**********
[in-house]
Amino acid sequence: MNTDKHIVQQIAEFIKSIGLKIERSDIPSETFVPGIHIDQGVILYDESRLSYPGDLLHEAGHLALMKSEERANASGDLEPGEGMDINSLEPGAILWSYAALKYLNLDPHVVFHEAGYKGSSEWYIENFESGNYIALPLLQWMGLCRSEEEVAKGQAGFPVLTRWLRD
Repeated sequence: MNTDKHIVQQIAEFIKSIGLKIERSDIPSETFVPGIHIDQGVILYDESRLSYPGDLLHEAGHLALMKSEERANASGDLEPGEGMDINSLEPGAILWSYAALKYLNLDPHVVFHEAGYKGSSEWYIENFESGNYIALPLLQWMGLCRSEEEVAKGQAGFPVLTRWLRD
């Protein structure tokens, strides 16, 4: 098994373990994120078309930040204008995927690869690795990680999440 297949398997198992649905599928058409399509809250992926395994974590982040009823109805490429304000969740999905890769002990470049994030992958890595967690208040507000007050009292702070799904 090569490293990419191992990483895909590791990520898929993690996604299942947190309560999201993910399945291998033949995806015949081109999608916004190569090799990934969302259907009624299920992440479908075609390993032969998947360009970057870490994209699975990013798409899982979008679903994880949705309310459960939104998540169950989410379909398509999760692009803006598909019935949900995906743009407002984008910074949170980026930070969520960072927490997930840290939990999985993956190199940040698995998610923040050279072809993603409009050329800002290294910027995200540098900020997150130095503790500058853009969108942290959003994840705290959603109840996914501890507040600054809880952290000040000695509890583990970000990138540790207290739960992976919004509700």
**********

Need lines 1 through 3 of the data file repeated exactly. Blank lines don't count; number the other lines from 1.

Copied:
[in-house]
Amino acid sequence: MNTDKHIVQQIAEFIKSIGLKIERSDIPSETFVPGIHIDQGVILYDESRLSYPGDLLHEAGHLALMKSEERANASGDLEPGEGMDINSLEPGAILWSYAALKYLNLDPHVVFHEAGYKGSSEWYIENFESGNYIALPLLQWMGLCRSEEEVAKGQAGFPVLTRWLRD
Repeated sequence: MNTDKHIVQQIAEFIKSIGLKIERSDIPSETFVPGIHIDQGVILYDESRLSYPGDLLHEAGHLALMKSEERANASGDLEPGEGMDINSLEPGAILWSYAALKYLNLDPHVVFHEAGYKGSSEWYIENFESGNYIALPLLQWMGLCRSEEEVAKGQAGFPVLTRWLRD